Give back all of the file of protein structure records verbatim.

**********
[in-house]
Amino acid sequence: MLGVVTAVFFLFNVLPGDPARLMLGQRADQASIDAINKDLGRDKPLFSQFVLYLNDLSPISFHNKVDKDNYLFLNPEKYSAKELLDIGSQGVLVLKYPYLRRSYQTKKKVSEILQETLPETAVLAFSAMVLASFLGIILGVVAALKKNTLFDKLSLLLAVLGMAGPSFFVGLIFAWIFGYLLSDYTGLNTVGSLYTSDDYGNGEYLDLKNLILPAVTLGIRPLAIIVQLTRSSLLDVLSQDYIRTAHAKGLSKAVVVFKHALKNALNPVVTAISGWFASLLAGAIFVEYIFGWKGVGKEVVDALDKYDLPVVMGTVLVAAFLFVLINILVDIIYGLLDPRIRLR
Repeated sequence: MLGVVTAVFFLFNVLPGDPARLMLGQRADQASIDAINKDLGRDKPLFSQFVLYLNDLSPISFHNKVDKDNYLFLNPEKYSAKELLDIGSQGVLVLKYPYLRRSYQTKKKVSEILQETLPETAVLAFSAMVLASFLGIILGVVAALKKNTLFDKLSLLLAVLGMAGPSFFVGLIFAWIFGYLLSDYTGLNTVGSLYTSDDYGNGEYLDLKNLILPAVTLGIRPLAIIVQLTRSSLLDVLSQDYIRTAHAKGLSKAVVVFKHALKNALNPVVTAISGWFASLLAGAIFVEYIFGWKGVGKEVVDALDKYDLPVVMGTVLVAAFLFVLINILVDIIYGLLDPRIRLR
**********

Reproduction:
[in-house]
Amino acid sequence: MLGVVTAVFFLFNVLPGDPARLMLGQRADQASIDAINKDLGRDKPLFSQFVLYLNDLSPISFHNKVDKDNYLFLNPEKYSAKELLDIGSQGVLVLKYPYLRRSYQTKKKVSEILQETLPETAVLAFSAMVLASFLGIILGVVAALKKNTLFDKLSLLLAVLGMAGPSFFVGLIFAWIFGYLLSDYTGLNTVGSLYTSDDYGNGEYLDLKNLILPAVTLGIRPLAIIVQLTRSSLLDVLSQDYIRTAHAKGLSKAVVVFKHALKNALNPVVTAISGWFASLLAGAIFVEYIFGWKGVGKEVVDALDKYDLPVVMGTVLVAAFLFVLINILVDIIYGLLDPRIRLR
Repeated sequence: MLGVVTAVFFLFNVLPGDPARLMLGQRADQASIDAINKDLGRDKPLFSQFVLYLNDLSPISFHNKVDKDNYLFLNPEKYSAKELLDIGSQGVLVLKYPYLRRSYQTKKKVSEILQETLPETAVLAFSAMVLASFLGIILGVVAALKKNTLFDKLSLLLAVLGMAGPSFFVGLIFAWIFGYLLSDYTGLNTVGSLYTSDDYGNGEYLDLKNLILPAVTLGIRPLAIIVQLTRSSLLDVLSQDYIRTAHAKGLSKAVVVFKHALKNALNPVVTAISGWFASLLAGAIFVEYIFGWKGVGKEVVDALDKYDLPVVMGTVLVAAFLFVLINILVDIIYGLLDPRIRLR